For the most part, I’ve managed to eat quite well on these goofs - not to mention shared some chuckles. That’s not to say that there haven’t been some fails. One server replied to my inquiry that she never eats there. “Why?” I followed up.

“The food’s not very good.”

I left twenty bucks to cover our drinks and a tip, and hightailed it out.

(Actually, upon reflection, there’s quite a few entertaining anecdotes that have come out of this practice. But, I’ll shut up . . . .)


Yes, Harters, I totally agree. I have been fortunate to travel and agree this is entirely an American style, but none-the-less it bugs me. I have grown accustom to them coming by at the end of the meal and dropping off the bill and asking if you want anything else, but when they bring the meal at the same time they bring the ticket, it really ruffles my feathers. :slight_smile: Enough I have stopped patronizing a place.

“One server replied to my inquiry that she never eats there. “Why?” I followed up.”<<

I work in a small wine shop/artisan food store and am sometimes asked about a wine “Is this any good?”. I always answer beginning with the 45 year experience of the owner/buyer and add a caveat that wine preference can be very personal, but… I would often rather say “No. We just like buying crappy wine and getting people to buy it.” But that’s the way I am sometimes.


Someone up-thread self-described as middle-aged and said high noise levels bother them. I’m just agreeing with the many people who said loud restaurants bother them, and adding that my perspective is that younger people can also be turned off by noisy dining experiences. There is nothing condescending about referring to a generation as Boomers. Some of my favorite people including my parents are Boomers. This is completely unrelated to my pet peeve about servers asking if I’ve dined with them before, which sometimes feels condescending to me, and it’s unclear to me why you decided to combine the two topics and take issue.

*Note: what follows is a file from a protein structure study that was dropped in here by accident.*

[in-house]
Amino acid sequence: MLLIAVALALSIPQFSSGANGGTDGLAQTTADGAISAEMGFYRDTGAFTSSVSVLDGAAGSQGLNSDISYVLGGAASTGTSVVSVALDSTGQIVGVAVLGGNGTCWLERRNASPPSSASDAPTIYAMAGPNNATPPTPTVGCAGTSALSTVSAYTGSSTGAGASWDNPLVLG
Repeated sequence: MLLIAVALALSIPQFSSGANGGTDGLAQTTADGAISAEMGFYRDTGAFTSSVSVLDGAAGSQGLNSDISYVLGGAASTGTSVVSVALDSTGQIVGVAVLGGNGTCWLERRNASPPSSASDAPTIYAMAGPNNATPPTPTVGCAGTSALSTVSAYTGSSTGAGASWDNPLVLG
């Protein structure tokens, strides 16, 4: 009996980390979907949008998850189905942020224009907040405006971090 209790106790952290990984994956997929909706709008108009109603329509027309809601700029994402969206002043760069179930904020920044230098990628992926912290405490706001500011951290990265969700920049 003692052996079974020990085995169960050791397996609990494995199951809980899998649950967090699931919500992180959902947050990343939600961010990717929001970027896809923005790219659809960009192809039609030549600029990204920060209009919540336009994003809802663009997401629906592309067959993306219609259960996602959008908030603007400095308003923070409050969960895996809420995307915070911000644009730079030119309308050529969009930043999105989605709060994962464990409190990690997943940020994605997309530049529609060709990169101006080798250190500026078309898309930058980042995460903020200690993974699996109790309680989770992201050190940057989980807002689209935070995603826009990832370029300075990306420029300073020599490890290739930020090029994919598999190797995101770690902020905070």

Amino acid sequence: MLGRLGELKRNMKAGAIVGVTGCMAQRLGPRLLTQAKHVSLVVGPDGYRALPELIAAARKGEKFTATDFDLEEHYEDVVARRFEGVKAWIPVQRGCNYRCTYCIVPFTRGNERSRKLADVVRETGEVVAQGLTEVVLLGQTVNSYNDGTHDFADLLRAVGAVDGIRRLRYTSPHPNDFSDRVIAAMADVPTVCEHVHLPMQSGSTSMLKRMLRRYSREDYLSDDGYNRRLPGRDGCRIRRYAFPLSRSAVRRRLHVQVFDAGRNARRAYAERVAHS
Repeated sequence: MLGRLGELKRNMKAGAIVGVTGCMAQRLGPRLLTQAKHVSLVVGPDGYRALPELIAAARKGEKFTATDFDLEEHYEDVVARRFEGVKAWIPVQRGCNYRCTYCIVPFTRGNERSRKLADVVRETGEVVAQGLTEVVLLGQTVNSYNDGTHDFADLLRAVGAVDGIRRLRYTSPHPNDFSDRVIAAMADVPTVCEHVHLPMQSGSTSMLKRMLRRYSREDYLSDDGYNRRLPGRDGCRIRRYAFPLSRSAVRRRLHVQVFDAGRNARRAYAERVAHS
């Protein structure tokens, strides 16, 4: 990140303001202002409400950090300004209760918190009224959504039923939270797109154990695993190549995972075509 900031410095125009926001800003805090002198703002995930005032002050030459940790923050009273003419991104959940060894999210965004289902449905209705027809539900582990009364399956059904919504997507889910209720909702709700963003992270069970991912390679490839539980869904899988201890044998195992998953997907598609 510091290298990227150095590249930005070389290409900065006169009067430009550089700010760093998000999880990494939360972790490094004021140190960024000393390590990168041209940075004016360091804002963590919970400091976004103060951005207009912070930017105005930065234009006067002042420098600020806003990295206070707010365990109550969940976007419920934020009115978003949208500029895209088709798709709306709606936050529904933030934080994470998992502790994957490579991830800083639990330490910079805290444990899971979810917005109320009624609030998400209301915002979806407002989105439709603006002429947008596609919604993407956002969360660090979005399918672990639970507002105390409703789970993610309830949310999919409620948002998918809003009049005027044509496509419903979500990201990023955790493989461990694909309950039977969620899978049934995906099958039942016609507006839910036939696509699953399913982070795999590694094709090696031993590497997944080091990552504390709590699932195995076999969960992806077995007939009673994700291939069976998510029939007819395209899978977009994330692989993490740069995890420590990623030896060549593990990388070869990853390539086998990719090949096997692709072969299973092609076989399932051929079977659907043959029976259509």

I’ve seen the bill brought with the meal but was under the impression that it was always where that bill could be added to if there was additional service. It was usually in a casual restaurant and I assumed it was a way of a) making sure another server could take over my table easily or b) making it easier for me to leave without having to wait for a busy server to come back. I’ve never felt it was a ‘rush’ tactic.

You implied that others that take issue with noise in restaurants can not hear well and that they are old.

I think Parsnipity was replying to two posters upthread who complained about noise and described themselves as middle aged in the same post.[quote=“jammie, post:2, topic:2392”]